Complex Ownership Structures and Corporate Valuations
The bulk of corporate governance theory examines the agency problems that arise from two extreme ownership structures: 100 percent small shareholders or one large, controlling owner combined with small shareholders. In this paper, we question the empirical validity of this dichotomy. In fact, one-third of publicly listed firms in Europe have multiple large owners, and the market value of firms with multiple blockholders differs from firms with a single large owner and from widely-held firms. Moreover, the relationship between corporate valuations and the distribution of cash-flow rights across multiple large owners is consistent with the predictions of recent theoretical models.
We thank Robert McDonald, an anonymous referee, Mike Burkart, Stijn Claessens, Armando Gomes, Luc Renneboog, Karl Lins, Ivo Welch, Daniel Wolfenzon, and seminar participants at the University of Minnesota and Tilburg University for helpful comments. Ying Lin provided expert research assistance. This research was initiated while Laeven was at the World Bank. This paper's findings, interpretations, and conclusions are entirely those of the authors and do not represent the views of the International Monetary Fund, the World Bank, their Executive Directors, or the countries they represent. The views expressed herein are those of the author(s) and do not necessarily reflect the views of the National Bureau of Economic Research.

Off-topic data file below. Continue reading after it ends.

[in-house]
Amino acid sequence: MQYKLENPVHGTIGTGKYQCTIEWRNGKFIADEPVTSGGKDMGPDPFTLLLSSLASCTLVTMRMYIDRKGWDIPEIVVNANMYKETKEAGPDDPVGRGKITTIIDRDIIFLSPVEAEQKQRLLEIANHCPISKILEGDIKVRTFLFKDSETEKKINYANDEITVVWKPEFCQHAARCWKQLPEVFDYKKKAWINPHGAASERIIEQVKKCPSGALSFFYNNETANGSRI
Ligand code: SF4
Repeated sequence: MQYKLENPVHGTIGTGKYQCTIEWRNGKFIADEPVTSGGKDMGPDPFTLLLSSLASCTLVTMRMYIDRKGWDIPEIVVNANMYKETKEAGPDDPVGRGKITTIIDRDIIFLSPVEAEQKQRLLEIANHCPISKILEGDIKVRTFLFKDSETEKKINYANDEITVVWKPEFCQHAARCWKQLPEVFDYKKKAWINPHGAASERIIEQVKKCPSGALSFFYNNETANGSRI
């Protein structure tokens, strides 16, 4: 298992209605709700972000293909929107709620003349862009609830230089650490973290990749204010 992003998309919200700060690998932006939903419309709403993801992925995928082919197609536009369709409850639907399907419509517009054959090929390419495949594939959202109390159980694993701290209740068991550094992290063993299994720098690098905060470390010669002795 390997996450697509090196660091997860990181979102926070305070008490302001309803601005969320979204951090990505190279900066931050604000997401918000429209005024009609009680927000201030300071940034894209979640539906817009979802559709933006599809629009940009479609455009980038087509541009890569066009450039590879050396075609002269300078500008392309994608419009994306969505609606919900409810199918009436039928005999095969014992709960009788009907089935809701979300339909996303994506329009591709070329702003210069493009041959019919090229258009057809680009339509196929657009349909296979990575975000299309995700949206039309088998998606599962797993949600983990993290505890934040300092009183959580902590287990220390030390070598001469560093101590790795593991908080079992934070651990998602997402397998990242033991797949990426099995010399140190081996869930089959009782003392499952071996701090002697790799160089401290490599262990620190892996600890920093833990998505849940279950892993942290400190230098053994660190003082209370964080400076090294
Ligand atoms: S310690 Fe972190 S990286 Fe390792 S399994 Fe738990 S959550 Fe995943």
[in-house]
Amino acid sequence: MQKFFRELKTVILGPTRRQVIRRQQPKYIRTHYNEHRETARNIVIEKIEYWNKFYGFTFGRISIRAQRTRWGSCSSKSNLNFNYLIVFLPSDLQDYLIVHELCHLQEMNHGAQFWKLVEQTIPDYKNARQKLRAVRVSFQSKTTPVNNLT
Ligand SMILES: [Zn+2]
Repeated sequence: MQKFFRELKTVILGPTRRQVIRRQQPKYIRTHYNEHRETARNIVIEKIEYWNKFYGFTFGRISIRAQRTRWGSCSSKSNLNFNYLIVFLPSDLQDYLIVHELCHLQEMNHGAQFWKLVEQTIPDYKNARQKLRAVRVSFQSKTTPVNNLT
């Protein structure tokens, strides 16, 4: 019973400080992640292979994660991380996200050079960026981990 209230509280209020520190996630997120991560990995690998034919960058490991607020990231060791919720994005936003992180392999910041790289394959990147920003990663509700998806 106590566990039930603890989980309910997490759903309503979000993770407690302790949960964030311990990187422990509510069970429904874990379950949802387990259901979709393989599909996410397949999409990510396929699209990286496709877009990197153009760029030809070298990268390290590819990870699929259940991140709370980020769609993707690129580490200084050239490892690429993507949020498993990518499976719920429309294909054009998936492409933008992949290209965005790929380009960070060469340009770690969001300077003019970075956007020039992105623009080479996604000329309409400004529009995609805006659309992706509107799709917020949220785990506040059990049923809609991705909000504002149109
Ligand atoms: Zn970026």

Luc Laeven & Ross Levine, 2008. "Complex Ownership Structures and Corporate Valuations," Review of Financial Studies, Oxford University Press for Society for Financial Studies, vol. 21(2), pages 579-604, April. citation courtesy of